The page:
I spend most of my time on the phone with magazine editors and TV producers securing coverage for my clients. But some of the most valuable conversations come from freelancers who are feeding their dogs and walking from one subway station to the next.
Last week, for example, I spent 30 minutes on the phone with a writer who contributes to Entrepreneur
. We left the conversation with several stories booked, and I will likely have a cocktail with him the next time I’m on his turf.
Developing relationships with freelancers is time well spent if you want to secure top-tier placements and, every now and then, a good friend.
Here are several things to keep in mind.
1. Remember, will write for food.
A good story idea is bread and butter for a freelancer. The more enterprising, exclusive stories they have to pitch to editors, the more ink and income they receive. Not only does taking your pitch to a freelancer first earn you points with valuable writers, but also it helps to establish the writer’s relationships with editors—adding more income down the line.
2. Stay connected.
The key to establishing great relationships is consistent communication. Regular phone calls, emails, and tweets help keep the conversation going. Media relations professionals should check in to learn which assignments writers have in their pipelines and learn their needs. LinkedIn is a great way to connect with freelancers and to stay up to speed on the outlets for which they write.
3. Walk the line.
But be careful: The worst thing to do is badger and annoy a freelancer. If he or she prefers email pitches to phone calls, please adhere. Make sure the relationship status is mutual. If you sent a freelancer an email once upon a time, you probably shouldn’t be friends on Facebook.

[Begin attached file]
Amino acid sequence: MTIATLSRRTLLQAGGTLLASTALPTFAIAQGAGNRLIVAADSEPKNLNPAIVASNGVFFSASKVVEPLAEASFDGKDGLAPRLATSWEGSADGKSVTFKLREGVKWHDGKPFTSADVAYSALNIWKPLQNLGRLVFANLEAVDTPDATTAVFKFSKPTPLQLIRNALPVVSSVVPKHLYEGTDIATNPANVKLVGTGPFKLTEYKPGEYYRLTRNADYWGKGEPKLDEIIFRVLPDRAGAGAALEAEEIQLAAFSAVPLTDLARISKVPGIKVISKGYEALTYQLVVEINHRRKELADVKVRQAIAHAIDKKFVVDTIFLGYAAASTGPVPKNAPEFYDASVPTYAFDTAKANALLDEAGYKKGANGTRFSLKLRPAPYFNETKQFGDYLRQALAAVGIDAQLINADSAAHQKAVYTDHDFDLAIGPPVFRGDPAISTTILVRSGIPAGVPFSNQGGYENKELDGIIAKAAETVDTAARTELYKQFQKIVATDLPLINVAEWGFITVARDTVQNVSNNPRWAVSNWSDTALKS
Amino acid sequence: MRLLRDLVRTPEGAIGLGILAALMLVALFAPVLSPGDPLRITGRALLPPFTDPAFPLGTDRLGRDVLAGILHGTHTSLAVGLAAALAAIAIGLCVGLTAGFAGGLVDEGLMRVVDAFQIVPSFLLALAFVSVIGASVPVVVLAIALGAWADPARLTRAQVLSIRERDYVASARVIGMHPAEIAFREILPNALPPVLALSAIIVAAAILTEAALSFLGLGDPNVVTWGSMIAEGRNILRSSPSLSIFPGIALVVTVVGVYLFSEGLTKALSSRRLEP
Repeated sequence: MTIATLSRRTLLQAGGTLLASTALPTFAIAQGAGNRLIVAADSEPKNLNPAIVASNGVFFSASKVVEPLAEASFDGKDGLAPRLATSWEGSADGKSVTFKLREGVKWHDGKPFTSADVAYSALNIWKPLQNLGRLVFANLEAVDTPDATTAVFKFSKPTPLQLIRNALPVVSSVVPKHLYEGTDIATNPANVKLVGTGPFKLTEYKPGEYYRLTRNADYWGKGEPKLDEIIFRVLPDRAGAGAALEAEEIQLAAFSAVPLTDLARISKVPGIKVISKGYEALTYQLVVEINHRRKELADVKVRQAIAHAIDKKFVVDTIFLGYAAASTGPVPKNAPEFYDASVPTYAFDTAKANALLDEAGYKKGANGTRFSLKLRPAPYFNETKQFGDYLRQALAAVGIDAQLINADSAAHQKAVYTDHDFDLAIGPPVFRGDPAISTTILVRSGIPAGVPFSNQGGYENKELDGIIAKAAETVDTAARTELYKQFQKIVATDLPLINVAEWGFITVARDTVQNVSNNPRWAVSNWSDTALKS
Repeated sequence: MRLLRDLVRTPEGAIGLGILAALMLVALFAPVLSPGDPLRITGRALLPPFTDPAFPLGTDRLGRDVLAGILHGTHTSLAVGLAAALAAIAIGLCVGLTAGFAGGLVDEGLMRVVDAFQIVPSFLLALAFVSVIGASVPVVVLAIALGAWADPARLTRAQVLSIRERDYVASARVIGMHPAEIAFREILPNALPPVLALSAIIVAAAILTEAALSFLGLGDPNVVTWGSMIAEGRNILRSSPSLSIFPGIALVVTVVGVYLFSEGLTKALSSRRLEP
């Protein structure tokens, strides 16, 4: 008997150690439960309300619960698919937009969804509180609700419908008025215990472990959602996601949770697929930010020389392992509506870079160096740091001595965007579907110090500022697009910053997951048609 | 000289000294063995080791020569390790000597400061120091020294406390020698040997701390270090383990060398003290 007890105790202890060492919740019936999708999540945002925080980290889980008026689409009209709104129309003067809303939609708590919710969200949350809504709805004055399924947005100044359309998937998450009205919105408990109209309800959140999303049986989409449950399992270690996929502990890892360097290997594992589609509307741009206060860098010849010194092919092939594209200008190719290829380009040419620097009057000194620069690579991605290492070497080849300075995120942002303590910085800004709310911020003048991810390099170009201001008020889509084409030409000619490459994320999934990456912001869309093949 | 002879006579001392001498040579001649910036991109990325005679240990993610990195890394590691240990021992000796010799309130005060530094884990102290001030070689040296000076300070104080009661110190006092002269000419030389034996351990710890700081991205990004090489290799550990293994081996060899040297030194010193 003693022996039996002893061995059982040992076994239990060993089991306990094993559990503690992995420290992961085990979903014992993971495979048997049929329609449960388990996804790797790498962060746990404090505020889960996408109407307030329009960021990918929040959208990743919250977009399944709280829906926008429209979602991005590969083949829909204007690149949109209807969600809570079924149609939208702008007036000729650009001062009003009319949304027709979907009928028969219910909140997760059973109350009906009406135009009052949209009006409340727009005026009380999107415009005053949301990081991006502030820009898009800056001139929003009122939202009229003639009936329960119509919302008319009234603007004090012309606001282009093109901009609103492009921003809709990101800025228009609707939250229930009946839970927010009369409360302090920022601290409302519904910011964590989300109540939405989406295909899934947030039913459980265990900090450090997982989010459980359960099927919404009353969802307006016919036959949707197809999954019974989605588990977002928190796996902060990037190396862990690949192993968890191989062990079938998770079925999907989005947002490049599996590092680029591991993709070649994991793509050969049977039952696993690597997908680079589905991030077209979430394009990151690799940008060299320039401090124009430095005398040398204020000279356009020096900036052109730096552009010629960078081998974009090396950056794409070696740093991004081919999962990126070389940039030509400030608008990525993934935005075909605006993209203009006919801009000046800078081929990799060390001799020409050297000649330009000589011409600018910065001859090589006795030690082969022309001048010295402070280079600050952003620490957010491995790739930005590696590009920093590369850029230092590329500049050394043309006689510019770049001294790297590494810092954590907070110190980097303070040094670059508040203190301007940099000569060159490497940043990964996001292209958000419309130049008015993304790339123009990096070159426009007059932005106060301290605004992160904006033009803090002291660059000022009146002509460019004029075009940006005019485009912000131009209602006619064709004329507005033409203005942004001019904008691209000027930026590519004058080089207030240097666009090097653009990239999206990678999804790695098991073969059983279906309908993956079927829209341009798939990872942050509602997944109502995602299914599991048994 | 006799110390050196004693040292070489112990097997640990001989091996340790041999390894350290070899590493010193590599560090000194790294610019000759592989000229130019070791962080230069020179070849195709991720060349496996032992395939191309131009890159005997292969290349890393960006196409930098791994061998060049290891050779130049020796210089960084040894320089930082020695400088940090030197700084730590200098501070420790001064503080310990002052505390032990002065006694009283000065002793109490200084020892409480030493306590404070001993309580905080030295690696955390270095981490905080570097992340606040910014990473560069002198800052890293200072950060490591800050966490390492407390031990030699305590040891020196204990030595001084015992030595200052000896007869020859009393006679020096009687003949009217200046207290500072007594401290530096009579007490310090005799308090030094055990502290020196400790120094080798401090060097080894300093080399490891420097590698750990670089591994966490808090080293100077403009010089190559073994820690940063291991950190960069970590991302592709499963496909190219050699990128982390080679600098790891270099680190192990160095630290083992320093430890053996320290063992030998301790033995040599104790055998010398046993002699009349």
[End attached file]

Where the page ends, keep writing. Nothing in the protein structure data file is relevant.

4. Be the resource.
At The Abbi Agency, we live by this mantra: “The writer is your client.” Whether sources, stats, or story ideas, there is nothing a freelancer loves more than a good resource. Sending thoughtful, well-researched information to writers will put you at the top of their rolodex and soon they will be coming to you for stories.
5. Inquire about face-to-face meetings.
Freelancers work from home, in coffee shops, and shared workspaces. Because of this, they are usually more open to taking desk side visits and lunch meetings. Meeting in person helps to create a more authentic relationship. You’ll find that your relationship becomes so genuine you won’t talk about work at all.
6. Come to the meeting with more than one pitch.
During our spring media tour in New York, a colleague and I had South Indian food with a writer who freelanced for The New York Times
, The New Yorker
, and Conde Naste Traveler
. We thought we were going into the meeting with one story, but we ended up leaving with three. Freelancers are great ways to pitch multiple clients to multiple outlets in just one midday lunch break.
A seasoned freelancer has established relationships with multiple publications and editors. They pitch stories all the time so they know which story would be the best fit for a particular outlet.
Your chances of getting your pitch through to editors are multiplied when a freelancer is pitching it for you.
Krystal Tingle is the freelancer relations expert and senior account
executive at The Abbi Agency. She will travel anywhere for good food and a
meeting with a freelancer. Follow her @krystaltingle. A version of this
story first appeared on The Abbi Agency Blog. Follow The Abbi Agency on Twitter @TheAbbiAgency.